Hata's Nankin jiken has continued to receive plaudits from some scholars. In 2000 Marius Jansen endorsed it as "the most reasonable of many Japanese studies" on the massacre[36] and in 2001 prominent Nanking Massacre scholar Yutaka Yoshida deemed it one of the top five books he recommends that people read on the Nanking Massacre, despite disagreeing with its death toll estimate.[37] In 2003 Joshua Fogel called the book "still an authority in the field",[6] and Ritsumeikan University professor David Askew designated it "the best introductory work on the Nanjing Incident in any language".[38] By 1999 the book was in its nineteenth printing.[39]

In November 1997 at a conference in Princeton University Hata was confronted by Iris Chang, author of the book The Rape of Nanking, who asked him why he doubted the testimony of Japanese POWs who had stated that hundreds of thousands of Chinese were killed in the atrocity. When Hata replied that torture and coercion of Japanese POWs made their testimony unreliable Chang walked out and the audience became unruly, shouting Hata down and yelling insults at him. The moderator Perry Link barely kept the situation under control.[40] In the wake of this incident, similar disruptions by Chinese students who disagreed with his death toll estimate prevented Hata from speaking at a number of universities that he visited.[30] Bob Wakabayashi of York University argues that Hata became more strident in his tone following these attacks, once calling it the "Nanking industry" in comparison with Norman Finkelstein's "Holocaust industry".[30] In the 1980s Hata had stated that the death toll was 38,000 to 42,000 while holding out the possibility that it might have been as high as 60,000,[41] but when he wrote the second edition of Nankin Jiken in 2007 he indicated that 42,000 massacred was the maximum possible and that the true number might have been lower.[42]

Research on the comfort women

Ikuhiko Hata is a leading historian on the subject of the comfort women who served alongside the Japanese Army in the 1930s and 1940s[43] and is credited with being the first individual to expose as fraudulent the testimony of Seiji Yoshida, who claimed to have kidnapped Korean women for the Japanese military.[44] Hata, who argues that the comfort women were not sex slaves but largely willing prostitutes, summed up his views on the issue with,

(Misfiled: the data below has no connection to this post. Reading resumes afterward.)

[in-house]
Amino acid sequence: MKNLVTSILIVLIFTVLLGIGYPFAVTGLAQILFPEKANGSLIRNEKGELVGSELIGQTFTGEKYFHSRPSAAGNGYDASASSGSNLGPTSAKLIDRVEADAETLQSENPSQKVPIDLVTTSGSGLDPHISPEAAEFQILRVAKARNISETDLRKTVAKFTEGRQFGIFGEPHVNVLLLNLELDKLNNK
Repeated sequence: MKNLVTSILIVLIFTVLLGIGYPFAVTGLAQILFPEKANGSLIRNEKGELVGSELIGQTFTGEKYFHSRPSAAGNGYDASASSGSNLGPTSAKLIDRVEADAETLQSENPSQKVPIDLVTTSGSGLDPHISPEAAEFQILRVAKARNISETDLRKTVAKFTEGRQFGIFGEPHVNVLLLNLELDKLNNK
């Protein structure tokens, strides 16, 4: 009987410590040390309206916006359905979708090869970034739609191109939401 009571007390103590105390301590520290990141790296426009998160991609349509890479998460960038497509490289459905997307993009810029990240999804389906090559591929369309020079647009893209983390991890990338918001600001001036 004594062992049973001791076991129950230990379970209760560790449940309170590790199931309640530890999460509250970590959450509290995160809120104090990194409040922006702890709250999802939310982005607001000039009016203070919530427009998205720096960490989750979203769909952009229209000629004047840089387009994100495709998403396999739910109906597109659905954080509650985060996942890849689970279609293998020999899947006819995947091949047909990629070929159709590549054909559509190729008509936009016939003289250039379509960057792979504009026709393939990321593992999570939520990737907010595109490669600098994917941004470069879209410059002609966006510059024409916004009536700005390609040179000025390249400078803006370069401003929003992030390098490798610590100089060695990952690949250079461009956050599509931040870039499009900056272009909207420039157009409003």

"There were at most 20,000 comfort women. None of them were forcibly recruited. Forty percent of them were from Japan, the most heavily represented nation. Many were sold to brokers by their parents. Some responded willingly to brokers' offers; others were deceived. I would add that, on the average, living conditions in the comfort stations were practically identical to those in brothels set up for American troops during the Vietnam War."[45]

Historian Chunghee Sarah Soh notes that Hata had put the total number of comfort women at 90,000 in 1993 but he later revised the number downward because of "his political alignment with the conservative anti-redress camp in Japan that emerged in the latter half of the 1990s".[46]

Hata would expand his research into the 1999 book Ianfu to senjō no sei ("Comfort women and sex on the battlefield"), described by Sarah Soh as "a 444-page treatise on the comfort women issue".[47] Ianfu to senjō no sei was noted for its extensive compilation of information, being praised by historian Haruo Tohmatsu as "probably the most well documented study on the question"[48] and by Mainichi Shimbun reporter Takao Yamada as "an encyclopedia-like collection of facts on comfort women".[49] In The International History Review, A. Hamish Ion stated that with this work Hata has succeeded in creating "a measured evaluation in the face of sensational and supposedly ill-researched studies by George Hicks and others."[50] The book was also favorably reviewed by political scientist Itaru Shimazu[51] and the journalist Takaaki Ishii.[52] By contrast, historian Hirofumi Hayashi criticized the work for faulty use of documents, such as where Hata cites a document listing 650 comfort women allocated in five prefectures, when in fact the document said 400 comfort women.[53]